How silly is it that tofu is cheap, but most places will charge you $10 a pop for a plate of tofu scramble with toast? If you’re used to scrambling eggs for breakfast or if you like something hearty first thing in the morning, then a tofu scramble is a fantastic option. Just one package can be stretched into nearly a week’s worth of meals when you add plenty of veggies and starchy foods like potatoes and sweet potatoes (and if you serve it with a side of toast!).
Here’s another pro-tip: leftover tofu scramble might not freeze well, but you can re-appropriate it into some of the other dishes on this list. Throw it into your mixture for taco or burrito fillings, mix it into your casserole, or just toss it into a skillet with leftover rice and vegetables.
This Cheesy Tofu Scramble is the perfect base for veggies. If you like things spicier, try this Harissa Tofu Scramble or these Tofu “Huevos” Rancheros. Mix leftover curry with tofu scrambles to make something like these Tandoori Tofu Scramble Tacos. Or, make a week’s worth of meals and make this Sweet Potato and Tofu Scramble Breakfast Burrito.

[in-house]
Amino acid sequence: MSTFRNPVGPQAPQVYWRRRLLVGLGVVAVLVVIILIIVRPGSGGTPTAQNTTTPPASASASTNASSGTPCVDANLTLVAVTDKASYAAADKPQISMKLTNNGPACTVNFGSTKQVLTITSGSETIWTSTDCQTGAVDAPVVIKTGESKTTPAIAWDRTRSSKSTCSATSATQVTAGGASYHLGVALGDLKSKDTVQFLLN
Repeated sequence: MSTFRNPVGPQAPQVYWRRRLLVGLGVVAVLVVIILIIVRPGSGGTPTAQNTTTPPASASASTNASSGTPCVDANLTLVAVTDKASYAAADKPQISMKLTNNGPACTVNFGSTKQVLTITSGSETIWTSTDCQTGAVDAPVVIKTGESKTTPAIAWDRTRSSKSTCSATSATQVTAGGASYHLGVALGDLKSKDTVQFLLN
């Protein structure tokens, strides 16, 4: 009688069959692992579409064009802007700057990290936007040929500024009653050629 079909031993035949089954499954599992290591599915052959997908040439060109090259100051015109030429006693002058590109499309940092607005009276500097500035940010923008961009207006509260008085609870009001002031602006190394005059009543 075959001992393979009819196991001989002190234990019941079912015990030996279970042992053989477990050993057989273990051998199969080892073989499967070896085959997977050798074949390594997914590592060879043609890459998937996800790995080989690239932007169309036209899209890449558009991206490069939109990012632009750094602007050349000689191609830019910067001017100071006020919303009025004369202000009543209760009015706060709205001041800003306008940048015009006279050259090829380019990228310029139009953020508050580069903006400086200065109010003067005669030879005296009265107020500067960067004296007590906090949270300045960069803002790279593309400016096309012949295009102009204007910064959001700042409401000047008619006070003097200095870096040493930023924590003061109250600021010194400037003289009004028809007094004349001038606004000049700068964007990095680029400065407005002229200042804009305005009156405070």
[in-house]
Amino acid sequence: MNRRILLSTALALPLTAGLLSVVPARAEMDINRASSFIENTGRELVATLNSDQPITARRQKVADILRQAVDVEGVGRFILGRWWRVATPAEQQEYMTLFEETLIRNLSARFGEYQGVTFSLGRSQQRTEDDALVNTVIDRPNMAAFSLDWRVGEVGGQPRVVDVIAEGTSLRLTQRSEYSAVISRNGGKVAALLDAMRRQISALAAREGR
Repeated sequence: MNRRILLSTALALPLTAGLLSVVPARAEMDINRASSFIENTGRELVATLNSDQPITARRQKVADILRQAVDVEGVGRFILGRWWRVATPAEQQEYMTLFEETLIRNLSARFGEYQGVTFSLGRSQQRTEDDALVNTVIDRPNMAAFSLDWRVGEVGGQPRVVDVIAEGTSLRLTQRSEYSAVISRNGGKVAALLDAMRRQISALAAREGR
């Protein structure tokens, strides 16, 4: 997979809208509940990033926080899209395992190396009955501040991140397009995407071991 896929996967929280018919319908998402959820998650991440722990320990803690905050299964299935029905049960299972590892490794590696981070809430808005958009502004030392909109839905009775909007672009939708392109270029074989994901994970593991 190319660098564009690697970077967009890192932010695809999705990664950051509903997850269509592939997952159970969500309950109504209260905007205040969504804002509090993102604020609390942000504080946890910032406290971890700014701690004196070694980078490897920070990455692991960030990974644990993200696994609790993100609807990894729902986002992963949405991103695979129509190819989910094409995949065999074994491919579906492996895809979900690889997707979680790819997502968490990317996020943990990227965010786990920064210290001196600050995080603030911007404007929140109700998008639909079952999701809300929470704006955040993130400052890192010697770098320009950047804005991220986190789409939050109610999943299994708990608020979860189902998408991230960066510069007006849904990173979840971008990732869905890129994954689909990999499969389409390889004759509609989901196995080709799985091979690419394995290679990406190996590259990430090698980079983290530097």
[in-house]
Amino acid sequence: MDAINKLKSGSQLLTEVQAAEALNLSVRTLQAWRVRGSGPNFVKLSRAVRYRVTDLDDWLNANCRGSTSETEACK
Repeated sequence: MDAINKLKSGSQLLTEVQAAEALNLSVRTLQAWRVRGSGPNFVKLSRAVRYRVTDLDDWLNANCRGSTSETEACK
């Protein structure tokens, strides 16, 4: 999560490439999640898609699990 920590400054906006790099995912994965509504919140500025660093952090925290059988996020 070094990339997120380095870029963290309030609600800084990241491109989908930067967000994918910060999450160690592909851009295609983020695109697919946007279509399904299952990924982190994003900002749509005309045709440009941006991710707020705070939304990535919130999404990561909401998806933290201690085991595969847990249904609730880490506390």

Casseroles can be for more than just feeding a crowd — when you use the right ingredients, you can make a week’s worth of dinners for yourself. Not only do you save money from buying fewer ingredients when you go grocery shopping, you also save time because all you need to do is reheat a portion! Casseroles centered around rice, beans, pasta, and potatoes are all wonderful options for budget-friendly meals. Just be sure that when you make them, you include vegetables either in the casserole or serve them on the side (frozen or low-sodium veggies from a BPA-free can are fine as well).
This Oil-Free Brown Rice Casserole is great for weeknight dinners — feel free to swap the veggies listed for whatever you have in your fridge or freezer. For another rice-based option, try this Easy Cheesy Broccoli Brown Rice Bake. This Spinach and Bean Chipotle Casserole combines canned beans with bulgur and spinach for a filling, protein-packed dinner and this Mexican Pasta Bake shows you how creative you can get with just pasta, beans, corn, and leftover chips.
When you’re eating out, tacos and burritos might seem like an affordable option, but $8-10 for a single meal can add up more than you would think in the long run. And while vegan tacos and burritos for cheap at Taco Bell, it’s unfortunately not the cheapest option. Luckily, the homemade versions are cheap and easy to make! Rice, beans, and lentils are all affordable options for fillings, as is canned jackfruit.